While Fantasy is the genre of good vs evil, dwarves, giants, magic, dragons and faeries, there is a definite ugliness surrounding lack of diversity in the genre and the racism that lies in the representations of different races. This isn’t a new observation. I don’t need to wax lyrical about the bizarreness of a genre of made-up magical species and creatures largely omitting people of colour and numerous cultures; that’s been covered by many (I particularly enjoyed reading this post by aartichapati.com and this interview with fantasy writer N. K. Jemisin).
What I do find odd, however, is that when a character of colour is included in a work of fantasy fiction (be it in literature, TV or film), there is usually a lack of recognition that the character has a different ethnic origin from the majority of the other characters. It’s just… well, ignored. Like the character is a place-card representing the ‘diversity’ element of the work, a fake presentation of diversity. This sometimes isn’t a big deal in modern fantasy stories, where the world is a reflection of modern day societies, but in many fantasy sub-genres this does happen a lot, and it’s just odd.
When colour is of no consequence
For example, I discovered the series Once Upon A Time later than everyone else (it seems!) and loved it instantly. I tore through the seasons marvelling about how incredibly clever it is, with the interwoven fairytale (and Disney) stories and how the characters’ motivations tangle, align and set forth in new directions. However, from what I could see, in a whole town of people from a magical land, there’s not one character of colour. OK fine, that’s not unusual with these types of ‘traditional’ fantasy/fairy-tale stories (though it is weird as it is was set in modern day). Since season two there have been some important reoccurring characters, as well as one-off characters, played by people of colour who pop in and out every few episodes, but generally it feels like the casting decision was made for the sake of inclusion.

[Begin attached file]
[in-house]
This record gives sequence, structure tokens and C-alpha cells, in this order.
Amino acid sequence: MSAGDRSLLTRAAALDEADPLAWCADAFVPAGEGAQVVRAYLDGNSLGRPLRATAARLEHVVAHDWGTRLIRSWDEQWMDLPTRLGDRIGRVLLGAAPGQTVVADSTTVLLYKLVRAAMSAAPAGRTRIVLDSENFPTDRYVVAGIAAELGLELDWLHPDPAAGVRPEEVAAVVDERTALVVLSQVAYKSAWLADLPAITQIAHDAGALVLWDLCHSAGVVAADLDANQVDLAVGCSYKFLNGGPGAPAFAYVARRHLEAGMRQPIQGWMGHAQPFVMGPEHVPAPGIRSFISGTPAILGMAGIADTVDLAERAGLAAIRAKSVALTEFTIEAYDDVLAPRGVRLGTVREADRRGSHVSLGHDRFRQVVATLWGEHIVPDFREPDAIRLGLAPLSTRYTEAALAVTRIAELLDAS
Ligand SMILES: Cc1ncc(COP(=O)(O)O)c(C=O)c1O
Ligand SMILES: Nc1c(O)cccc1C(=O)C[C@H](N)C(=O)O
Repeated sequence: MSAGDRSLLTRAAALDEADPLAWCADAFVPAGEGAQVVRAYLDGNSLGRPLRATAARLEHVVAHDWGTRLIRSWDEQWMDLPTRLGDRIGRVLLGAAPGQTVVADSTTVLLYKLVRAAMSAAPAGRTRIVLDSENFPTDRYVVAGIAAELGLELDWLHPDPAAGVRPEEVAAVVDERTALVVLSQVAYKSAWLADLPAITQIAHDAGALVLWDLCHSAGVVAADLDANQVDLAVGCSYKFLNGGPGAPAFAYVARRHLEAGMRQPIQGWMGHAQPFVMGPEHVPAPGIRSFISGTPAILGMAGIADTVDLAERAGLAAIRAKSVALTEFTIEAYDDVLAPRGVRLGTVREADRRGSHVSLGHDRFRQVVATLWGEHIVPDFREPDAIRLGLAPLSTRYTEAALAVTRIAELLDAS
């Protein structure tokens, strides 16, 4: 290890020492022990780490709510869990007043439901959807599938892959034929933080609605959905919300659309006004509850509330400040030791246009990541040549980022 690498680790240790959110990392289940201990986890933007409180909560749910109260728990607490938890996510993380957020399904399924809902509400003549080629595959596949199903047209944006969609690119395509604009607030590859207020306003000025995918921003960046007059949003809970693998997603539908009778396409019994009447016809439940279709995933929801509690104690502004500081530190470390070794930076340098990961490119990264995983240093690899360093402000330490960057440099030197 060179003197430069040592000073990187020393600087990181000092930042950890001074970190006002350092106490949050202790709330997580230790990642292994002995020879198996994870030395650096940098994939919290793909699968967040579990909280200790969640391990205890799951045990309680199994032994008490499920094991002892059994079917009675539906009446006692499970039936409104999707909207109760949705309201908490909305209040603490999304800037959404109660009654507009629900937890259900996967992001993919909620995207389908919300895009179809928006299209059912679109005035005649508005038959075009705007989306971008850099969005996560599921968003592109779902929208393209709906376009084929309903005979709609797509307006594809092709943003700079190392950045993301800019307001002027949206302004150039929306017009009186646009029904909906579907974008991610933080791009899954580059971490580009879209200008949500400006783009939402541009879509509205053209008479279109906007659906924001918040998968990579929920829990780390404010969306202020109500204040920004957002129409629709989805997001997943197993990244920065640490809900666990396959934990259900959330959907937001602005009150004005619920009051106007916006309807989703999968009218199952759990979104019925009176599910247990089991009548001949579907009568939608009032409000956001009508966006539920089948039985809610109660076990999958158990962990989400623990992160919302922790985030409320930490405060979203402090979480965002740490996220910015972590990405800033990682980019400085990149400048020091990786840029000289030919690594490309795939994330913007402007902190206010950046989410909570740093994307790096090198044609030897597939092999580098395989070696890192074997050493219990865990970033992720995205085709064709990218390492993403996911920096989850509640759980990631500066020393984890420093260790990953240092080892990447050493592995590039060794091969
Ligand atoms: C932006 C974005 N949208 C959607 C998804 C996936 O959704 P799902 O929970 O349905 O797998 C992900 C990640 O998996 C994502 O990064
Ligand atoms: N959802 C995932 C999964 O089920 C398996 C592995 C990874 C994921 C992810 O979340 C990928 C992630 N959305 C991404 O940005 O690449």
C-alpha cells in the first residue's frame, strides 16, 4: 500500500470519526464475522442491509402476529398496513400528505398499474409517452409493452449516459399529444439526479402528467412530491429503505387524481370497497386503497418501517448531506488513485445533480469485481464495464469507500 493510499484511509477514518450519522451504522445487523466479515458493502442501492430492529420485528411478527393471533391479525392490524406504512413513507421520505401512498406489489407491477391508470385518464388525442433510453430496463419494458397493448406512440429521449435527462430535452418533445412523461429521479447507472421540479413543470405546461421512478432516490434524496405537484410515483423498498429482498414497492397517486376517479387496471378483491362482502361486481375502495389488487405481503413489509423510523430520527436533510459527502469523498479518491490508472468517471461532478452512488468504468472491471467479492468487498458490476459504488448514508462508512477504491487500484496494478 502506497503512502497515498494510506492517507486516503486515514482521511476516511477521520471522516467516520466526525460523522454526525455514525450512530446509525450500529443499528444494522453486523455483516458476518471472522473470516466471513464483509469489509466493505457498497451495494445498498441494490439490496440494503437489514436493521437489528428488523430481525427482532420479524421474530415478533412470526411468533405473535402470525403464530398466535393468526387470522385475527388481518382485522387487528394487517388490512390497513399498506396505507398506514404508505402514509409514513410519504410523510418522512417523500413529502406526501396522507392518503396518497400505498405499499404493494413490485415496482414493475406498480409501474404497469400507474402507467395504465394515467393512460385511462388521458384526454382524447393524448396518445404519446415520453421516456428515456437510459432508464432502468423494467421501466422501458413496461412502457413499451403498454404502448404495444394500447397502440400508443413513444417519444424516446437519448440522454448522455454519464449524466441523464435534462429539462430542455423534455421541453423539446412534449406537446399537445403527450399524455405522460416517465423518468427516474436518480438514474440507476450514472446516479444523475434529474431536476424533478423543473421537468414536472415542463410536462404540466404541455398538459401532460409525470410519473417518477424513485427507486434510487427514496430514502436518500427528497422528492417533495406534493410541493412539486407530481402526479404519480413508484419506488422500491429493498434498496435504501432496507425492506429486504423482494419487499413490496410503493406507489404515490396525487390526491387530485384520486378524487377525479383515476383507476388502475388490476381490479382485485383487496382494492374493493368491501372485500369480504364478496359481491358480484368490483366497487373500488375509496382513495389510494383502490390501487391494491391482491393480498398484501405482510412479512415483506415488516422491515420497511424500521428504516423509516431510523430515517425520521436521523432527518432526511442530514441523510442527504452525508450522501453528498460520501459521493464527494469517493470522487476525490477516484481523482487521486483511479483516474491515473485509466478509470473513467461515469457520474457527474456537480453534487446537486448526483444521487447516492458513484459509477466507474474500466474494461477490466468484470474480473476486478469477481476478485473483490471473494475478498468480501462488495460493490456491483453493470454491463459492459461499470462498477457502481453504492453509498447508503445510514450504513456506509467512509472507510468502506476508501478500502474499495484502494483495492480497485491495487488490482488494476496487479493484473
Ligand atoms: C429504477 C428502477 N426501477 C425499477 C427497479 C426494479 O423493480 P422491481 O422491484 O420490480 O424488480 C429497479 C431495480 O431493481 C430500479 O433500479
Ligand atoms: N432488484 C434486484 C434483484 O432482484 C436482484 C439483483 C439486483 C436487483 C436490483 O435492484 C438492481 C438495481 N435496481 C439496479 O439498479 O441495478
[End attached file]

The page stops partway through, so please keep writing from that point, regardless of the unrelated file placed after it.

I’m not saying the actors weren’t chosen for their talent, but in terms of making sense of the story being told, its strange to me when there is a random black or Asian character in a magical land surrounded by white characters, and their ethnic origin or background is never mentioned, referred to, explored or questioned. It’s just ignored. As if their colour is of no consequence and anyone could have played that character. Sorry, but skin colours have deeper connotations about that character and their background and upbringing, even in fantasy.